We can trace the invention of edible chocolate as we know it today to England in the late 1840s. The late 1870’s saw the introduction of milk chocolate, and white chocolate was brought to market in the late 1930s. These three base varieties form the Trinity of chocolate, just as Criollo, Forastero, and Trinitario form the Trinity of cacao.
In 2004 a researcher from Barry Callebaut, a Belgian-Swiss cocoa company, took note of an interesting phenomenon: some cocoa samples, when processed in a particular way, turn a characteristic red color and have a pronounced red berry-forward flavor. It was discovered that there was a group of precursor compounds in cocoa that, when present in the correct ratio and in sufficient quantities could, when “activated” through special processing, consistently produced a product with this characteristic berry flavor and ruby color. These beans came to be called RUBY beans.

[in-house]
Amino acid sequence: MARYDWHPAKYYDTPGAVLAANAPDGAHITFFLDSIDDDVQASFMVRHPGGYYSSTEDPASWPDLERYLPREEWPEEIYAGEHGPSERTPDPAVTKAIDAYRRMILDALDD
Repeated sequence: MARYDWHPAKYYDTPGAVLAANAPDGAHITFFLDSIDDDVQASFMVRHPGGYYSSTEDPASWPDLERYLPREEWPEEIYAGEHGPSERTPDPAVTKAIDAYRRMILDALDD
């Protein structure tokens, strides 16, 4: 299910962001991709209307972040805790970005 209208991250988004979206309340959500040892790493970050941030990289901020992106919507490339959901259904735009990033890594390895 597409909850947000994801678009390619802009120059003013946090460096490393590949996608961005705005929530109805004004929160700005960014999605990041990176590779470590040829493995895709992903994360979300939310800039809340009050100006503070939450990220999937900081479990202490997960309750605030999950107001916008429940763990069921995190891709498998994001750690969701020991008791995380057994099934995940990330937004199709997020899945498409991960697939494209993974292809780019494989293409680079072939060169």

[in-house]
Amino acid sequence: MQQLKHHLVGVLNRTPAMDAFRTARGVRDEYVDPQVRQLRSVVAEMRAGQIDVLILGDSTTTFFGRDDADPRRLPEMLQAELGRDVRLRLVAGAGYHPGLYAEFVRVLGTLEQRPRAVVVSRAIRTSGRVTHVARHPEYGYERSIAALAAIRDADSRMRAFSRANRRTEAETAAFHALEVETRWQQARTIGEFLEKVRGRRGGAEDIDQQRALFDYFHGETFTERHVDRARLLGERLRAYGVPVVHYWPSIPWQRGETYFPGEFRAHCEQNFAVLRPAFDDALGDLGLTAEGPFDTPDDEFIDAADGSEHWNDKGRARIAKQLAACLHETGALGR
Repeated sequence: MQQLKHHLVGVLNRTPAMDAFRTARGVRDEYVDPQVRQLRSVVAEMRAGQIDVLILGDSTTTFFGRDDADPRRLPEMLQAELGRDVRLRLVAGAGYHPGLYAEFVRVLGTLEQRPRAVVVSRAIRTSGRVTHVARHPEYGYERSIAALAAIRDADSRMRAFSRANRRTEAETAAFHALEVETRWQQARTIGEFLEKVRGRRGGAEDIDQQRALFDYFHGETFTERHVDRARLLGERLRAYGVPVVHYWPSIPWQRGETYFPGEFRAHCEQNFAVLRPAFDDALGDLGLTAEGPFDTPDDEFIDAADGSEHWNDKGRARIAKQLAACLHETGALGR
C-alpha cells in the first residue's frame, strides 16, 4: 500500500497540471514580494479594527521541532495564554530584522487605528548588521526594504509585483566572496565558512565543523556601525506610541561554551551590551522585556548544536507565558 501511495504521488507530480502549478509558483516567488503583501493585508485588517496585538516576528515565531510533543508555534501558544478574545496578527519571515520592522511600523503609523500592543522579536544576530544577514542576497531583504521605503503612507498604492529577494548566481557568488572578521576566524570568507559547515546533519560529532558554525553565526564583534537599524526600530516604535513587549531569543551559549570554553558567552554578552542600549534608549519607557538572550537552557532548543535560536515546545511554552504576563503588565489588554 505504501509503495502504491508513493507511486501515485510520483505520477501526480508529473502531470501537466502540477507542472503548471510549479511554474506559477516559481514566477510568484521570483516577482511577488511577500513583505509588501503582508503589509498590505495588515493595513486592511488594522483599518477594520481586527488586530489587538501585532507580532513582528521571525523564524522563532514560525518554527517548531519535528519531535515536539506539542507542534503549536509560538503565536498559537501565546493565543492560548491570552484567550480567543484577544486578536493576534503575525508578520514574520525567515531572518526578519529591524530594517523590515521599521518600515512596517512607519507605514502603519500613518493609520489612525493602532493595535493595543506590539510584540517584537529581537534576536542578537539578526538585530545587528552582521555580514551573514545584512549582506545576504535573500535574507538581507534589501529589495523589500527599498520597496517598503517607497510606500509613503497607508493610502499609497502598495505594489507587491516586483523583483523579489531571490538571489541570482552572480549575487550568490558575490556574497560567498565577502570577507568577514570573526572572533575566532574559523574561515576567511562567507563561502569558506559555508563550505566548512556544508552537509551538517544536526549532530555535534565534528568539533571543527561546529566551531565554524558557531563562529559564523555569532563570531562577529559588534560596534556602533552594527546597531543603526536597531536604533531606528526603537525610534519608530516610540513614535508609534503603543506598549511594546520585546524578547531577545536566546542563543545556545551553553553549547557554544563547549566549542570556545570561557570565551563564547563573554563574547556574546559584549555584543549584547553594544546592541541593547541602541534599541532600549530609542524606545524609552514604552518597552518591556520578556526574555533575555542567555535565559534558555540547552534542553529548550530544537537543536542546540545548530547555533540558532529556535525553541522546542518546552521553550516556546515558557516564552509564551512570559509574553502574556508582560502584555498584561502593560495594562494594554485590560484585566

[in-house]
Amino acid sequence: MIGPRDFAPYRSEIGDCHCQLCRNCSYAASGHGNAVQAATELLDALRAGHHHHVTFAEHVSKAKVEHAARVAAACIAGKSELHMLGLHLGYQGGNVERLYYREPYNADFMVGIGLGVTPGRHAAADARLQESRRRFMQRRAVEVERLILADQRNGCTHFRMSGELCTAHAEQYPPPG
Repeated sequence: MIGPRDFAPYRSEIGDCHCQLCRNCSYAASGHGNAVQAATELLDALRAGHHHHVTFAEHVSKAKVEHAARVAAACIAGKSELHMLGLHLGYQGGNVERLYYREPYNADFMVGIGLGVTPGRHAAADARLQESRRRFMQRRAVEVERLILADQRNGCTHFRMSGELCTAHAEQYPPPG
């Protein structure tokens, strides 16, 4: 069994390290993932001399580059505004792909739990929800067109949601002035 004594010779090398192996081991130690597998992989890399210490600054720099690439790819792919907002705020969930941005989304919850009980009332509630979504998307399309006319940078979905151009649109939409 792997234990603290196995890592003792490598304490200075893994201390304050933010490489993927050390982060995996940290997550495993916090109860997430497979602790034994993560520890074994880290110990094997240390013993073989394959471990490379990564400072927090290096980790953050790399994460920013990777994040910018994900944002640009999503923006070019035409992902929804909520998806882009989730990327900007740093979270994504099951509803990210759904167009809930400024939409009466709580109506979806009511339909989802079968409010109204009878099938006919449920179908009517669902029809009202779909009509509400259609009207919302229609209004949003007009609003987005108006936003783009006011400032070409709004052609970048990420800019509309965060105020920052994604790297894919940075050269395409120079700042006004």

RUBY beans are not the result of GMO experiments, nor are they a distinct variety of cocoa in any classic sense. Rather they are existing botanical cocoa bean varieties that have been identified as having the right attributes to be processed into ruby chocolate.
The chocolate’s taste is described as “sweet yet sour”, with “little to none” of the cocoa flavour traditionally associated with other varieties of chocolate. RUBY chocolate has been all the rage in Japan, South Korea and the U.K. since last year in the form of RUBY KitKats. RUBY chocolate will makes it’s debut in the U.S. as a luxury dessert by Chicago based Vosges Haut-Chocolat two different truffles, made with what that they’re calling “Ruby Cacao.” The chocolates will be sold as part of a four-piece Ruby Truffle collection and can be bought in stores and online.